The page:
Palestinians seek U.N. help to stop Israeli raids

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TEL AVIV, Israel -- Palestinians asked the United Nations for assistance in halting Israel's weeklong campaign of arrests and airstrikes following the suspected kidnapping of three Israeli teenagers in the West Bank.

Israeli Prime Minister Benjamin Netanyahu also communicated with the U.N., telling Secretary-General Ban Ki-moon he opposes efforts to help Hamas receive money from Qatar to pay its employees in the Gaza Strip. Foreign Minister Avigdor Liberman wants to expel U.N. envoy Robert Serry, Mr. Ban's Middle East envoy from Israel over efforts to transfer $20 million to Hamas from Qatar, Channel 2 television reported, without saying where it got the information.

Mr. Serry, in a statement, rejected the allegations about the Qatari money. He said it was "disheartening" to have his integrity challenged.

"We view Serry's behavior very severely," ministry spokesman Yigal Palmor said, without addressing the content of the TV report. "Strong decisions will be called for."

Israeli forces continued raids in the West Bank early Saturday, entering 146 homes and arresting 10 members of the Hamas movement, according to an army spokesman who spoke on condition of anonymity, required by military rules. Troops also shut down 15 social-welfare organizations that Israel says are being used as fronts for Hamas, which Mr. Netanyahu has accused of kidnapping the youths.

"The international community, including the Security Council, cannot continue to fail to act to hold Israel accountable for its flagrant breaches of the law," Palestinian Ambassador Riyad Mansour wrote in a letter to Mr. Ban that was emailed to reporters Saturday. Inaction by the U.N. has only emboldened Israel and "bolstered its impunity," according to the letter.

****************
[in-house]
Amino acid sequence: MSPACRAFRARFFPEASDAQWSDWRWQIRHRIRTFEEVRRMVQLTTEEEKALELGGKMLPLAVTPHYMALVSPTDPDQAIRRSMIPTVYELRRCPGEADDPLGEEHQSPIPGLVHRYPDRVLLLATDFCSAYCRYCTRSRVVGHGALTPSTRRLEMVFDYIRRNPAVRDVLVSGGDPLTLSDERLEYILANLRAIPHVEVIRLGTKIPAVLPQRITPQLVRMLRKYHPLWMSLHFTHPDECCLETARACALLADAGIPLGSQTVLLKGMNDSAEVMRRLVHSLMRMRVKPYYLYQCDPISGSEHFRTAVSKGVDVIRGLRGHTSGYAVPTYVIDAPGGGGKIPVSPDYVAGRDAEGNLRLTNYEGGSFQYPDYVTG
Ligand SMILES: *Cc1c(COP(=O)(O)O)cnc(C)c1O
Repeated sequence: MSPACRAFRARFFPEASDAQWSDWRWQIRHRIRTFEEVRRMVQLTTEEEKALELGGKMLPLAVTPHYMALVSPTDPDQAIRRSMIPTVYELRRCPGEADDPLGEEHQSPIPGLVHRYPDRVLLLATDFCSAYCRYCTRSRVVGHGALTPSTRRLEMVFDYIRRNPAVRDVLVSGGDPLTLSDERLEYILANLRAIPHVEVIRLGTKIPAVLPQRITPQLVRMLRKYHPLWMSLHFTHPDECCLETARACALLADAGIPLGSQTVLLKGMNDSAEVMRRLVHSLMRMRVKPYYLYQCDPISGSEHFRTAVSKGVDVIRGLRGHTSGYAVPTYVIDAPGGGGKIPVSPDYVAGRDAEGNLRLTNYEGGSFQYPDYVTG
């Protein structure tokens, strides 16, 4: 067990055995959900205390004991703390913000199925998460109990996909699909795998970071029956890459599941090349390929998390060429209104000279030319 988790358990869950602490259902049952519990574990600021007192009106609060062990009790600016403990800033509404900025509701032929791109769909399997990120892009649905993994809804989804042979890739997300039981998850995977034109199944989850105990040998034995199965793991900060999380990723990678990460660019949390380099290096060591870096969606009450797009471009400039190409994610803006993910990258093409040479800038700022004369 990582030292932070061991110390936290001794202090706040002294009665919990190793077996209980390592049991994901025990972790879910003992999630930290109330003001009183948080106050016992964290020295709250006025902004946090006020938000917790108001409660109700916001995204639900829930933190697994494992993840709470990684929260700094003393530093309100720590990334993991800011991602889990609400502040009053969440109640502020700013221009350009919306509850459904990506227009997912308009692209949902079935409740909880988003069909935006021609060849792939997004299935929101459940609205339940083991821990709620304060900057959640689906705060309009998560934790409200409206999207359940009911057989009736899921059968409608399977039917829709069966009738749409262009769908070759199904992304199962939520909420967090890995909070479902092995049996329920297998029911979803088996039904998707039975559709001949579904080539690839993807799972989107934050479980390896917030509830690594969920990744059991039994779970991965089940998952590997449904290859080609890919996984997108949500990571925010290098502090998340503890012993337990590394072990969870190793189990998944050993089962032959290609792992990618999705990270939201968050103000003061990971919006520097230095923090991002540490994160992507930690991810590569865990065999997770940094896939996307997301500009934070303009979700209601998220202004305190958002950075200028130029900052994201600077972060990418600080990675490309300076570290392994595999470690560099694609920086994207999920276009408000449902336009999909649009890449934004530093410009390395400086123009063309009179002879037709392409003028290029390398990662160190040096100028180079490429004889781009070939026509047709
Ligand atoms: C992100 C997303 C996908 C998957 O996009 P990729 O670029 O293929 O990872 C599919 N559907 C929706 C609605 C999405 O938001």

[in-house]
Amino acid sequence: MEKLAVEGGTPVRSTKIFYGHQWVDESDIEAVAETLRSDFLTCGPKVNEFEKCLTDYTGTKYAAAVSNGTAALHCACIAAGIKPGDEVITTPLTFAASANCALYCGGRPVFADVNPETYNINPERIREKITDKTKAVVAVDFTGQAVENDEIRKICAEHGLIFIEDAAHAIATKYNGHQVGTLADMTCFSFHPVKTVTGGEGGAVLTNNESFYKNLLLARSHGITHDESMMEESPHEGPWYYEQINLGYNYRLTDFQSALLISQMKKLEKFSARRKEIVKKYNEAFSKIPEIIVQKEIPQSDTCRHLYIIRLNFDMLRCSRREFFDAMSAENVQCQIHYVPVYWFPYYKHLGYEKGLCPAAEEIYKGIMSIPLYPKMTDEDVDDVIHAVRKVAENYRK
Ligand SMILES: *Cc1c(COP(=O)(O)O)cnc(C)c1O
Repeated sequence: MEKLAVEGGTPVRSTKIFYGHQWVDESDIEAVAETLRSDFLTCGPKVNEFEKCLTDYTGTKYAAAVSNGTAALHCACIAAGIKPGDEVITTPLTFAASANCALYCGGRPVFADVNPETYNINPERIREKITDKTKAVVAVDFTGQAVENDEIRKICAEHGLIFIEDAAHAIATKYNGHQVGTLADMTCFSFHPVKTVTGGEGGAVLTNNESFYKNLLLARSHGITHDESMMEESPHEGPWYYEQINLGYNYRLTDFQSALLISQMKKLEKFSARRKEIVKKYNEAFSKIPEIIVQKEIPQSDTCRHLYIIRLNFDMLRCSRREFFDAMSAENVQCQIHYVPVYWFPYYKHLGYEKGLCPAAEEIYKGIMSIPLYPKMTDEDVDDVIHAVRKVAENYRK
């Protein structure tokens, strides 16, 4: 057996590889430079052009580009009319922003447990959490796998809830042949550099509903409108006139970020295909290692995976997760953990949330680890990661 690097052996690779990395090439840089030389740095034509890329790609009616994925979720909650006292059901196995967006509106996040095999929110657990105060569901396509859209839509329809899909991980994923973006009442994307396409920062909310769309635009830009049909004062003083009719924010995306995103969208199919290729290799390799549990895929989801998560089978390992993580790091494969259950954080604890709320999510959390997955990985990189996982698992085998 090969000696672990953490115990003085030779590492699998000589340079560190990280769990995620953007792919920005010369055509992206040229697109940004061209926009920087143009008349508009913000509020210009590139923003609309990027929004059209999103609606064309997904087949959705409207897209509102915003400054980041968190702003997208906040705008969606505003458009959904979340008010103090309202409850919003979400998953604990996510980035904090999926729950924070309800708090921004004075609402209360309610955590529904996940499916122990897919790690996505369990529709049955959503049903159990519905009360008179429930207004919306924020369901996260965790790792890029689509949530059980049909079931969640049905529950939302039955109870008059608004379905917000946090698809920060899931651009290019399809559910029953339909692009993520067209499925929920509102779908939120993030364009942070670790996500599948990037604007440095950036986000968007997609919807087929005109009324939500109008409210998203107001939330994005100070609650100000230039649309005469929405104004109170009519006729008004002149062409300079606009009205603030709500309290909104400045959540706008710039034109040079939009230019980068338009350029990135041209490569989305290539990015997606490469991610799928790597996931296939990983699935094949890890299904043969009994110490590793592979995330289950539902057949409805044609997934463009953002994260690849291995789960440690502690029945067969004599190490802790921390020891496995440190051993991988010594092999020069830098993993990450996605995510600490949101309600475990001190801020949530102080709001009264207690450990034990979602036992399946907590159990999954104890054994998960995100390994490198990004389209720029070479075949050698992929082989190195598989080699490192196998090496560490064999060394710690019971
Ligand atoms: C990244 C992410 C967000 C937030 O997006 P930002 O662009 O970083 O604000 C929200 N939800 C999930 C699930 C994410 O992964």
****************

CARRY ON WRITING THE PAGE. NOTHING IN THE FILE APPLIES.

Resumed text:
Hamas, which agreed this month to resolve a seven-year rift with Palestinian President Mahmoud Abbas by supporting a joint government, is considered a terrorist organization by Israel, the U.S. and European Union.

Mr. Netanyahu's office said in a text message that the prime minister spoke with Mr. Ban during the weekend and told him Israel had clear evidence that Hamas was responsible for the kidnappings. He also said the government opposes the transfer of funds from Qatar to Hamas.

The U.N. responded in a statement that Mr. Serry "was approached by the Palestinian Authority if he could be of assistance in the issue of payment of salaries in the Gaza Strip." It said the U.N. "would only act in assisting this matter with the approval of all the stakeholders in this issue, including Israel."

Israeli authorities, including the defense ministry unit responsible for administrative dealings with Gaza, were kept fully informed on this matter, the U.N. said.

Yaakov Perry, the former chief of the Shin Bet security agency who sits in Mr. Netanyahu's cabinet as science minister, told Israel Radio that the army's actions were "measured, calculated, well-planned and done properly."

Mr. Abbas will travel to Russia this week for a meeting with President Vladimir Putin, the Kremlin said Friday. Peace talks brokered by the U.S. ended in April after eight months.



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